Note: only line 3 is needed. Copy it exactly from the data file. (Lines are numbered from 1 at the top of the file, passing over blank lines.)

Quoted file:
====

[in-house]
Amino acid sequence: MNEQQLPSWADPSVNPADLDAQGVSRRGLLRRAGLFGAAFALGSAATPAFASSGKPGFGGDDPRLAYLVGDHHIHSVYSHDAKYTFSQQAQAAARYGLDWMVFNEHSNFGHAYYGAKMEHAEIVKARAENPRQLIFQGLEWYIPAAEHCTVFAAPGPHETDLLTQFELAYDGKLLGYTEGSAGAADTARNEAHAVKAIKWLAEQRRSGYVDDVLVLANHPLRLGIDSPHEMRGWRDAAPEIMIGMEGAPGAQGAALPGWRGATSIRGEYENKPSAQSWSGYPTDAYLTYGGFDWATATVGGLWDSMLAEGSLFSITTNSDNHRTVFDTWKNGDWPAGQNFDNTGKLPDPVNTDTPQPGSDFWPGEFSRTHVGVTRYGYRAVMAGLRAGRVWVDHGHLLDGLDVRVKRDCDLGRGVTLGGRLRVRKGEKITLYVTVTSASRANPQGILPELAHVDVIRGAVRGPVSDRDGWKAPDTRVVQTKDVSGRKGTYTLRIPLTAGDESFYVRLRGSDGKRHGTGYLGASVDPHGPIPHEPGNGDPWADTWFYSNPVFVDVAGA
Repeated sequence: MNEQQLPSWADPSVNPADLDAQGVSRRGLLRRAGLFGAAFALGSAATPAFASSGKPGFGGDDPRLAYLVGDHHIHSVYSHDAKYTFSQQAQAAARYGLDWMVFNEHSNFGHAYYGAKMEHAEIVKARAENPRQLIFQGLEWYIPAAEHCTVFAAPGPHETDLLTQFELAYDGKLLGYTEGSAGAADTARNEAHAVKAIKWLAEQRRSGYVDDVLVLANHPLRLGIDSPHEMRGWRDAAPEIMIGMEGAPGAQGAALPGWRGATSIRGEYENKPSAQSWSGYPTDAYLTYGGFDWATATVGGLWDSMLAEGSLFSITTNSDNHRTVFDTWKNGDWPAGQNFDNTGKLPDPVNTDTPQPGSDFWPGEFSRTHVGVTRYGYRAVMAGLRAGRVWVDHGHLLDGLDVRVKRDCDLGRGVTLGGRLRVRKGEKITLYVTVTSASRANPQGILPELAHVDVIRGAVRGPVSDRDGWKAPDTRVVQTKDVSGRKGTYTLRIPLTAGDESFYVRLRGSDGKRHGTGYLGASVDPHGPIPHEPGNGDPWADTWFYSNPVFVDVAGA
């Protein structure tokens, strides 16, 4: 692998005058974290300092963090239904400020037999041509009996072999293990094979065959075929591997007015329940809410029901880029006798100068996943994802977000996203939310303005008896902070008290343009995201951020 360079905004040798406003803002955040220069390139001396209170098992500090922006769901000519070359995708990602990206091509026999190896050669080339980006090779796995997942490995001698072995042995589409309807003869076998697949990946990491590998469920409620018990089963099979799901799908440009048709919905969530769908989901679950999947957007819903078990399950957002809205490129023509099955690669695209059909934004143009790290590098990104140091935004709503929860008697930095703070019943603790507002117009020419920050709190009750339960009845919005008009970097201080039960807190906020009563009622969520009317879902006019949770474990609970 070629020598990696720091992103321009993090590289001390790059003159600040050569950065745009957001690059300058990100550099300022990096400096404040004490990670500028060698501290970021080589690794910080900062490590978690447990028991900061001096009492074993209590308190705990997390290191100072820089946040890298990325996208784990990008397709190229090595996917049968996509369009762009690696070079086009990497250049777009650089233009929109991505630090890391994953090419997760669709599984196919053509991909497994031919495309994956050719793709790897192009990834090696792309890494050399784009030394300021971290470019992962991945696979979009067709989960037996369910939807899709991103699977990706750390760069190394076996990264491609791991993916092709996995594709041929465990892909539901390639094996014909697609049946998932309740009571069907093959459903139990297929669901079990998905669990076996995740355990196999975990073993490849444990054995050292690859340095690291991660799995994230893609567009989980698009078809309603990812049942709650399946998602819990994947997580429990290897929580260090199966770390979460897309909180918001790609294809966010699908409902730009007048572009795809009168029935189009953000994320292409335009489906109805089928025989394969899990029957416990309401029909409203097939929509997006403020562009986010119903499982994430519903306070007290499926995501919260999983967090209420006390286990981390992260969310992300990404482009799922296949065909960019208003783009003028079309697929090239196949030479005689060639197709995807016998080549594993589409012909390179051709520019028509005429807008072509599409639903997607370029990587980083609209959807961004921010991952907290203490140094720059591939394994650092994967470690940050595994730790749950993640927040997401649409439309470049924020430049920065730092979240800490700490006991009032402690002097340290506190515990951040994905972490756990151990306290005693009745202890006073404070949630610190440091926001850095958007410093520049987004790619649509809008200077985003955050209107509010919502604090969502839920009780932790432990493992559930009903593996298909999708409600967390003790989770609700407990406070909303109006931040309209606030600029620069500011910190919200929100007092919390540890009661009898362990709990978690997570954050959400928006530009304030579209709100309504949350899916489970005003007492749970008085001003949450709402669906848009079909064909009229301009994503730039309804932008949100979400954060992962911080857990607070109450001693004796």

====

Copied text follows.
Repeated sequence: MNEQQLPSWADPSVNPADLDAQGVSRRGLLRRAGLFGAAFALGSAATPAFASSGKPGFGGDDPRLAYLVGDHHIHSVYSHDAKYTFSQQAQAAARYGLDWMVFNEHSNFGHAYYGAKMEHAEIVKARAENPRQLIFQGLEWYIPAAEHCTVFAAPGPHETDLLTQFELAYDGKLLGYTEGSAGAADTARNEAHAVKAIKWLAEQRRSGYVDDVLVLANHPLRLGIDSPHEMRGWRDAAPEIMIGMEGAPGAQGAALPGWRGATSIRGEYENKPSAQSWSGYPTDAYLTYGGFDWATATVGGLWDSMLAEGSLFSITTNSDNHRTVFDTWKNGDWPAGQNFDNTGKLPDPVNTDTPQPGSDFWPGEFSRTHVGVTRYGYRAVMAGLRAGRVWVDHGHLLDGLDVRVKRDCDLGRGVTLGGRLRVRKGEKITLYVTVTSASRANPQGILPELAHVDVIRGAVRGPVSDRDGWKAPDTRVVQTKDVSGRKGTYTLRIPLTAGDESFYVRLRGSDGKRHGTGYLGASVDPHGPIPHEPGNGDPWADTWFYSNPVFVDVAGA